Follow the FreeStater Blog by Email

Sunday, July 12, 2015

Civil War Was About Slavery, Claiming Otherwise is Revisionist Nonsense

I've heard some familiar comments of late, such as "the Civil War wasn't about slavery" or the Confederate Flag isn't a symbol of racism.  So I want to address both claims in this post - sorry for the length.

As to the Civil War, slavery was the central cause of secession, which of course led to war. Look at the secession declarations of SC, GA, TX, MS, and VA. Why were they seceding? Because of northern states interfering with the institution of slavery. The redefinition of the cause(s) of the war came many years later. In the disputed election of 1876, the GOP agreed to abandon Reconstruction in exchange for a Hayes victory. With Republican reconstructionists gone, white southern Democrats began the systematic purging of blacks from public office and voter rolls. That's also when the efforts to romanticize the war really began - it was about tariffs... it was about state's rights...

That slavery was the cause of secession was openly admitted by southern politicians at the time.  Lawrence Keitt, a congressman from South Carolina, in a speech to the House on January 25, 1860 said "African slavery is the corner-stone of the industrial, social, and political fabric of the South; and whatever wars against it, wars against her very existence. Strike down the institution of African slavery and you reduce the South to depopulation and barbarism... The anti-slavery party contend that slavery is wrong in itself, and the Government is a consolidated national democracy. We of the South contend that slavery is right, and that this is a confederate Republic of sovereign States." Later, as a delegate to the South Carolina secession convention, during the debates on the state's declaration of causes: "Our people have come to this (secession) on the question of slavery. I am willing, in that address to rest it upon that question. I think it is the great central point from which we are now proceeding, and I am not willing to divert the public attention from it." Charleston, South Carolina, Courier, Dec. 22, 1860.

Henry Rector, Governor of Arkansas,  on March 2, 1861, said at the Arkansas Secession Convention, "The area of slavery must be extended correlative with its antagonism, or it will be put speedily in the 'course of ultimate extinction.'....The extension of slavery is the vital point of the whole controversy between the North and the South...They believe slavery a sin, we do not, and there lies the trouble."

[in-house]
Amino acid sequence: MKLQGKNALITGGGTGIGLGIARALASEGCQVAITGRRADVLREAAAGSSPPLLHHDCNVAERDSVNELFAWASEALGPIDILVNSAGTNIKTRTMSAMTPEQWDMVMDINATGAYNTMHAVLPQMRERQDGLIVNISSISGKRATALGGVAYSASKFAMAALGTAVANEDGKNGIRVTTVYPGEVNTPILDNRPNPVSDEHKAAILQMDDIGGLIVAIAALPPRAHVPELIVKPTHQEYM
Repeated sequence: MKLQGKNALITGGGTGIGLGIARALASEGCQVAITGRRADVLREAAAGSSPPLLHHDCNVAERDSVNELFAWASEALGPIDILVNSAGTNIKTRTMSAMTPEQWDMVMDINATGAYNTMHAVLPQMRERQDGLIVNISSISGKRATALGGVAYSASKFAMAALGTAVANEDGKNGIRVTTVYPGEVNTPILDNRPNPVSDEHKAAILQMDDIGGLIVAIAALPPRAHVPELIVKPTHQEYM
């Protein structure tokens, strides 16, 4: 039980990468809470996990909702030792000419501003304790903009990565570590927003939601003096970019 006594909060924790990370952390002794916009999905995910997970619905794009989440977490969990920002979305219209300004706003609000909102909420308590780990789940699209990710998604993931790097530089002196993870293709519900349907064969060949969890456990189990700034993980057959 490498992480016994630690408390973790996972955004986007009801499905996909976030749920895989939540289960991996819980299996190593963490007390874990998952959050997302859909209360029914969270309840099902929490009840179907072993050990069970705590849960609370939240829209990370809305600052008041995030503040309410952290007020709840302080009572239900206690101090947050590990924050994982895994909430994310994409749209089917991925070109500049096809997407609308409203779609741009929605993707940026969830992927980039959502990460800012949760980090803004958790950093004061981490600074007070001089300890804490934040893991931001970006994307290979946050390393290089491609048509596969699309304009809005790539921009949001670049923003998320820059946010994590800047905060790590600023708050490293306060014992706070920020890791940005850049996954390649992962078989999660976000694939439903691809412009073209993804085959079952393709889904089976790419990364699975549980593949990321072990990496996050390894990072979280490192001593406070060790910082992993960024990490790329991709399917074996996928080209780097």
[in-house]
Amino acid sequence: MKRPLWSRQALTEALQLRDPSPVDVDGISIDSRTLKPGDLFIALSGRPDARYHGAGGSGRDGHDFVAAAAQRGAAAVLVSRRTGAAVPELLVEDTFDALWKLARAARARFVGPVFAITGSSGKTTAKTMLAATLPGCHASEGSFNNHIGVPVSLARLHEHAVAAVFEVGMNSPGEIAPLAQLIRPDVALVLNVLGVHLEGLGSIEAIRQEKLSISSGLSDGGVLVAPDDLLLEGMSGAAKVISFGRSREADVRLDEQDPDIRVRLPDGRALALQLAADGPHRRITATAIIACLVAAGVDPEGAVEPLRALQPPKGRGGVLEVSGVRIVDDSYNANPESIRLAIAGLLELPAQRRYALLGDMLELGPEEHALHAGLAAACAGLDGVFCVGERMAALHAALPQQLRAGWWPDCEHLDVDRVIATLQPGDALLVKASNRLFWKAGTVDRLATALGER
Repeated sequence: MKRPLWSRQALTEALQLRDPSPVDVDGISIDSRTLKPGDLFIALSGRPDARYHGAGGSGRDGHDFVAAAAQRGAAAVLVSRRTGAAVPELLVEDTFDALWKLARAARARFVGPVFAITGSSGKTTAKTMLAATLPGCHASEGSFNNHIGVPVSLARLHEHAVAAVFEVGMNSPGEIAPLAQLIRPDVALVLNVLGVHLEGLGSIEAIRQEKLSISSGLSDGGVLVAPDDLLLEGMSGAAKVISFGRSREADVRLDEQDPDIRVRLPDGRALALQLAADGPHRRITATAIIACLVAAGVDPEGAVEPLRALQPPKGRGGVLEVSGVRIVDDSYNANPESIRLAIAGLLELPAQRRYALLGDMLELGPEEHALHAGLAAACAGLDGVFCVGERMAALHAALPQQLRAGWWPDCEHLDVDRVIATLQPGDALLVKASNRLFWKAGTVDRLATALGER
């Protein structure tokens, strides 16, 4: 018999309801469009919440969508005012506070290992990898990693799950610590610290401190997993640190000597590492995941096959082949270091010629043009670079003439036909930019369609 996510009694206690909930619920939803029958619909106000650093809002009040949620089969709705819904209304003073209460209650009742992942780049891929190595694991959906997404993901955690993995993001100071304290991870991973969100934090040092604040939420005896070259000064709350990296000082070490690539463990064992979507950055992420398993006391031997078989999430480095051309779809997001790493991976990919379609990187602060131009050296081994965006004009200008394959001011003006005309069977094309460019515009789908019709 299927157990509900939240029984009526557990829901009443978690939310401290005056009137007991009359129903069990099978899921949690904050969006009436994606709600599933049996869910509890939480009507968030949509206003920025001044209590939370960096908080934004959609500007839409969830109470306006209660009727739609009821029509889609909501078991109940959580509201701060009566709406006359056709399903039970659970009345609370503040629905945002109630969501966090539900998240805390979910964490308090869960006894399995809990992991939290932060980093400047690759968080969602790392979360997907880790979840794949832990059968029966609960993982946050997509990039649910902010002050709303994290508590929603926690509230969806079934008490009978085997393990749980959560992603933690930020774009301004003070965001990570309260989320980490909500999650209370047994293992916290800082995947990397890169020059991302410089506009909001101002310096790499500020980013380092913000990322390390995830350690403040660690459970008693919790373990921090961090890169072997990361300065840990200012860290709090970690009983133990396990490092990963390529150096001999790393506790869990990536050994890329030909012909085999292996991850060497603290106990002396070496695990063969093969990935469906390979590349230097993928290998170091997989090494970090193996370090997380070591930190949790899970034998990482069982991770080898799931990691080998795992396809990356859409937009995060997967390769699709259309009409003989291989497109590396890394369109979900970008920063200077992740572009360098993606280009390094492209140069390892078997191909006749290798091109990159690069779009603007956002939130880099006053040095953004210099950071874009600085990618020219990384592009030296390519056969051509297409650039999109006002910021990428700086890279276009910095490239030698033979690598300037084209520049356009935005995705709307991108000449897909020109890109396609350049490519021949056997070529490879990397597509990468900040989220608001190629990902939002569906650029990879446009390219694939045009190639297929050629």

Thomas Goode a delegate to Virginia Secession Convention, in March 1861 said, "Sir, the great question which is now uprooting this Government to its foundation---the great question which underlies all our deliberations here, is the question of African slavery..."

G. T. Yelverton, delegate to the Alabama Secession Convention in January 1861 declared, "The question of Slavery is the rock upon which the Old Government split: it is the cause of secession."

John Baldwin, as a delegate to the Virginia Secession Convention, In March 1861said "There is but one single subject of complaint which Virginia has to make against the government under which we live; a complaint made by the whole South, and that is on the subject of African slavery.... the great cause of complaint now is the slavery question, and the questions growing out of it. If there is any other cause of complaint which has been influential in any quarter, to bring about the crisis which is now upon us; if any State or any people have made the troubles growing out of this question, a pretext for agitation instead of a cause of honest complaint, Virginia can have no sympathy whatever, in any such feeling, in any such policy, in any such attempt. It is the slavery question. Is it not so?..."

It was openly, proudly, and repeatedly proclaimed by those pursuing secession that slavery was the central issue. Shouldn't we give serious weight to the opinions of the men who actually led the secession fight? They clearly thought it was about slavery.

So how can it be that so many folks are convinced that slavery was a side issue? Most likely because they were taught that it was. Consider a recent story in the Washington Post, "A lot of white southerners have grown up believing that the Confederacy’s struggle was somehow a noble cause rather than a war in the defense of a horrific institution that enslaved millions of human beings.” Sadly, plenty of northerners have fallen prey to the same myth. Many southern states adopt textbooks at the State level and they will not accept books that tell the true history of the south. As such, textbooks gloss over and often omit meaningful discussions of slavery, Jim Crow, segregation, white primaries, etc... and students north, south, east, and west grow up with precious little understanding of our history. Indeed there is plenty to be proud of, but we must acknowledge as well that of which we should be ashamed.